Ho Chi Minh City-based American Vietnamese International School (AVIS) deceived nearly 300 students during the 2009-2010 academic year, as it had been training them for a three-year college degree which is unaccredited.
The school, which is operated by American Vietnamese International Joint Stock Company, functions as a personnel training school offering only short-term courses.
However, it was advertised classes on information technology and international economics together with English.
With this advertisement, Le Cong Duc, the company’s director, enticed hundreds of applicants from provinces.
For the 2009-2010 school year, the school sent admission notes to applicants and induced nearly 300 candidates to enroll on a three-year degree course in IT and international economics at a tuition of US$4,000.
Some students said at the new school year ceremony in 2009, the school’s managers promised that after graduation, students would be granted an international graduate degree by a foreign school associated with AVIS, and that all of them would find jobs related to their majors.
When going to class, students saw abnormal signs. For instance, the school pledged that English classes would be conducted by native English speakers, but in reality ended up being taught by Vietnamese teachers, and students only had the chance to study English with Dennish Requet, the school’s deputy head, once a week for a few months.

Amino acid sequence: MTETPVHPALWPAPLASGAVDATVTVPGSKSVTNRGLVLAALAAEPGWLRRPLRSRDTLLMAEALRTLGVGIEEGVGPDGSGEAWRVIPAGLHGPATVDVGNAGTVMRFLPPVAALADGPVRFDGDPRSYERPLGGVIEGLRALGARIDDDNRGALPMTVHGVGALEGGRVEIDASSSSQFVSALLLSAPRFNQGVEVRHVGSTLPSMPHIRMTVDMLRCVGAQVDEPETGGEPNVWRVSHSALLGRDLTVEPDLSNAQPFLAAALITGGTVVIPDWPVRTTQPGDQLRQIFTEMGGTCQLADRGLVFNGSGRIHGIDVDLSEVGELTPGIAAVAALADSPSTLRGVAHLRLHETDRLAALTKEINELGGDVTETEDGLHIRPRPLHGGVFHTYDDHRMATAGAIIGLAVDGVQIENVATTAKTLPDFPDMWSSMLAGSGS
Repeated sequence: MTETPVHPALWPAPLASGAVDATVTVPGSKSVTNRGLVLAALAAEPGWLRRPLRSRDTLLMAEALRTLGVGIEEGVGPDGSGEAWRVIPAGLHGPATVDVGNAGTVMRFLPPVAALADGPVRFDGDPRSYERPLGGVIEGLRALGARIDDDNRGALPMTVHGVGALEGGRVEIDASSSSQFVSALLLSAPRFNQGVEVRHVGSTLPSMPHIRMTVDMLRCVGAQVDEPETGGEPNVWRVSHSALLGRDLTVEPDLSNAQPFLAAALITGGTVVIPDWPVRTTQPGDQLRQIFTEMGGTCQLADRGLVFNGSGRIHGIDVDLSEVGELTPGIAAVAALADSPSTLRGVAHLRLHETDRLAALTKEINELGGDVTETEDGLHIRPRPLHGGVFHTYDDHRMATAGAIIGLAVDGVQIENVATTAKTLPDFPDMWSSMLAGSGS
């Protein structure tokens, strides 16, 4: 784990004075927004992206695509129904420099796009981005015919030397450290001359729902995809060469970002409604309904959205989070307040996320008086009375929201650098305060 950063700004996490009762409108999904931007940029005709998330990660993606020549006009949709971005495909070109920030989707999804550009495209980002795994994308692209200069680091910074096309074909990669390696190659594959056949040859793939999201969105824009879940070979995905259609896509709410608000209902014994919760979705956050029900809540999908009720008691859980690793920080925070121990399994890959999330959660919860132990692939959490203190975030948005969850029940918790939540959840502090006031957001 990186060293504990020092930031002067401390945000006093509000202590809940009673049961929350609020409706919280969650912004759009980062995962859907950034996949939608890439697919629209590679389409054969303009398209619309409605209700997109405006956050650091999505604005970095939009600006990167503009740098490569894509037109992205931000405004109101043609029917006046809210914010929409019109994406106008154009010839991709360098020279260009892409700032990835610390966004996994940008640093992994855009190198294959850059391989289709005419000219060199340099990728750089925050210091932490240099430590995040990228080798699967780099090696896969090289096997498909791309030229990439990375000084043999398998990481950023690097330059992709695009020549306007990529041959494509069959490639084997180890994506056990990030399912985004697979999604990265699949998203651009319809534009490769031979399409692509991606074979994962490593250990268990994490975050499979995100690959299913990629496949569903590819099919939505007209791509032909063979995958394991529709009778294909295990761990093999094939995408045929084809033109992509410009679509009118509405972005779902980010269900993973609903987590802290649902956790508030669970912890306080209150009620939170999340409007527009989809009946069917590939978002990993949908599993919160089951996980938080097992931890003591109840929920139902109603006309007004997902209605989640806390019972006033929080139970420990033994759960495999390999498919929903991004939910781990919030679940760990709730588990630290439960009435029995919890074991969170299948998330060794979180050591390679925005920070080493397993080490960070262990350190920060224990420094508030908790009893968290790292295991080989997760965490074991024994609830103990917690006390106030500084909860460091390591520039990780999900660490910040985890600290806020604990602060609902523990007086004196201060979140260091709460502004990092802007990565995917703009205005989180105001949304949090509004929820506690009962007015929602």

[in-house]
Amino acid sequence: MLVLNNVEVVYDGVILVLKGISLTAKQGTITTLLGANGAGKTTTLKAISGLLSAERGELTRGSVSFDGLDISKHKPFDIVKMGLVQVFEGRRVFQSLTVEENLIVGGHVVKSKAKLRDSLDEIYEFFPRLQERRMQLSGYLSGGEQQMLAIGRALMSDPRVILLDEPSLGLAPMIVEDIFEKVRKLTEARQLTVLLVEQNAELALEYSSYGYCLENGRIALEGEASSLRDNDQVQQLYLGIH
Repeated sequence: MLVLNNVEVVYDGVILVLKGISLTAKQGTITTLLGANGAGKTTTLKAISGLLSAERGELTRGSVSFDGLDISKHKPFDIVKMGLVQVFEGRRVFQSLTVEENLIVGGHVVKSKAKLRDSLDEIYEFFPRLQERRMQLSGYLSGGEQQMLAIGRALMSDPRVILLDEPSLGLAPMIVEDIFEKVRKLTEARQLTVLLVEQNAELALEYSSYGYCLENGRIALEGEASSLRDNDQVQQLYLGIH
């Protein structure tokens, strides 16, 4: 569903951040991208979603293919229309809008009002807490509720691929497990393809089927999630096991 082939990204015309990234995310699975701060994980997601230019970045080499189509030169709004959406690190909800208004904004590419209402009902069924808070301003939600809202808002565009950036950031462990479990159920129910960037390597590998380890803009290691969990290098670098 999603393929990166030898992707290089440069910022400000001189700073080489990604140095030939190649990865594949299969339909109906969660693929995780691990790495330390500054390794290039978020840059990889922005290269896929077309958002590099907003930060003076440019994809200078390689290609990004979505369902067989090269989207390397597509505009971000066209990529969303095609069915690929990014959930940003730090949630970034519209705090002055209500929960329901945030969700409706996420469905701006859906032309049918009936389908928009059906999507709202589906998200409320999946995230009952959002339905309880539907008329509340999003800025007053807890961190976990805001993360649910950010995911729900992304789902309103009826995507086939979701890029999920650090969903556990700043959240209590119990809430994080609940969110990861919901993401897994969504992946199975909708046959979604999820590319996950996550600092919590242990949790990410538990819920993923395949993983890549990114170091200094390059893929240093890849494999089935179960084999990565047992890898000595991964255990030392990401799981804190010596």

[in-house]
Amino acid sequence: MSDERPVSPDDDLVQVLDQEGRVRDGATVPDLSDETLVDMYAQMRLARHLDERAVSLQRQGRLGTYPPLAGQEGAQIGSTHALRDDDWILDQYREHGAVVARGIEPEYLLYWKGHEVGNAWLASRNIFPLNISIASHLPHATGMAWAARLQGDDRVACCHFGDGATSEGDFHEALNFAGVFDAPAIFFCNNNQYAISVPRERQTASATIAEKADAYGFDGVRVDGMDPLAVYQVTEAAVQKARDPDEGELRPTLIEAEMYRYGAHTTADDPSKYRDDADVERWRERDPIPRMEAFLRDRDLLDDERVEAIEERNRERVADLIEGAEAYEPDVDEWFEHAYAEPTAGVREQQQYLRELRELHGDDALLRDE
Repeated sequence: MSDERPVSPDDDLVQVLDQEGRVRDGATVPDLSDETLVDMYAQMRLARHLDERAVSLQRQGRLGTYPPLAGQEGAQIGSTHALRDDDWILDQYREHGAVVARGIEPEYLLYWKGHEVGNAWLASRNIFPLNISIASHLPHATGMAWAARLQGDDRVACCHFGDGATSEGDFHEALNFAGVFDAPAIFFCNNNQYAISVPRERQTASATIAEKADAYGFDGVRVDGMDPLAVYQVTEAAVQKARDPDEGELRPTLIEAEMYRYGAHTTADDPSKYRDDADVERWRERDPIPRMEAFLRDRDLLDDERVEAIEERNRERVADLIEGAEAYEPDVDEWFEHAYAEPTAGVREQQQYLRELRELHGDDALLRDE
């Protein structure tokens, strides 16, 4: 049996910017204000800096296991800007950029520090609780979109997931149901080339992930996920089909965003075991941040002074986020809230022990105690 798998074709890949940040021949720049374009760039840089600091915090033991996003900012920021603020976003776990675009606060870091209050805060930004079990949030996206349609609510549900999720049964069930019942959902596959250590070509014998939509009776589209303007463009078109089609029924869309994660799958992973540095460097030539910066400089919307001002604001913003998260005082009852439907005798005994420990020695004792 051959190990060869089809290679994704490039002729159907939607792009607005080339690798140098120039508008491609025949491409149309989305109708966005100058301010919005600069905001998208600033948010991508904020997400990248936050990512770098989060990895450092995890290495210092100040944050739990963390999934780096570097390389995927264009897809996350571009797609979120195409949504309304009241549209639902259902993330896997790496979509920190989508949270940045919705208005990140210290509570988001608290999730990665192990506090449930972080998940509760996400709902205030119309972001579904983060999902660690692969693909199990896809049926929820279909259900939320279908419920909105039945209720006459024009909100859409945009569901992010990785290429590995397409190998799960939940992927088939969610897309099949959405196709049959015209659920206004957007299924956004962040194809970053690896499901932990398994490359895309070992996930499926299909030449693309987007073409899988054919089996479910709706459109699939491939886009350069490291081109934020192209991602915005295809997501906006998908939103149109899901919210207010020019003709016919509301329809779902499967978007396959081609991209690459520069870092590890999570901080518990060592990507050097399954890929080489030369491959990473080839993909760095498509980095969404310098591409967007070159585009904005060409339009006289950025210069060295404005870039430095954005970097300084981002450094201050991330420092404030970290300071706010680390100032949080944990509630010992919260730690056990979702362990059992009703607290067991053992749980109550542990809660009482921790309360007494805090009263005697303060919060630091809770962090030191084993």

In addition, the school advertised it had a modern online library, but there was only a shelf with some books and not any computers.
Student suspicions of deception was confirmed when they were invited to a seminar, which was really a meeting to introduce a new management board, on July 23, 2010.
At the meeting, students were informed that Mr. Duc’s company was not licensed to offer the three-year degree course and the program which they had studied during the past year was unaccredited.
Convinced to study bachelor’s degree course
At the meeting, Nguyen Danh Chau, director of the southern branch of the International Cooperation and Education Center, under the Enterprise Management Institute, which has associated with AVIS in training, said, “In the past, you studied in a professional environment, but unfortunately the program was unaccredited; so we will admit you to our school to study as part of a program affiliated with the University of NorthWest.”
He said after graduation, students would be granted a bachelor’s from the University of Northwest, which is accredited in 59 countries.
A member of the management board said the university was established in 2001 and has affiliations in Singapore, the United Kingdom, Pakistan and Nigeria.
Ho Nam, AVIS’ new principal, said the tuition for the bachelor program would be US$5,960, but that students would be offered a reduced tuition of only US$5,000, which would mean that they would only have to pay an additional US$1,000 in order to earn an accredited bachelor’s degree.
The American Embassy in Vietnam has confirmed that there is no University of NorthWest in the US.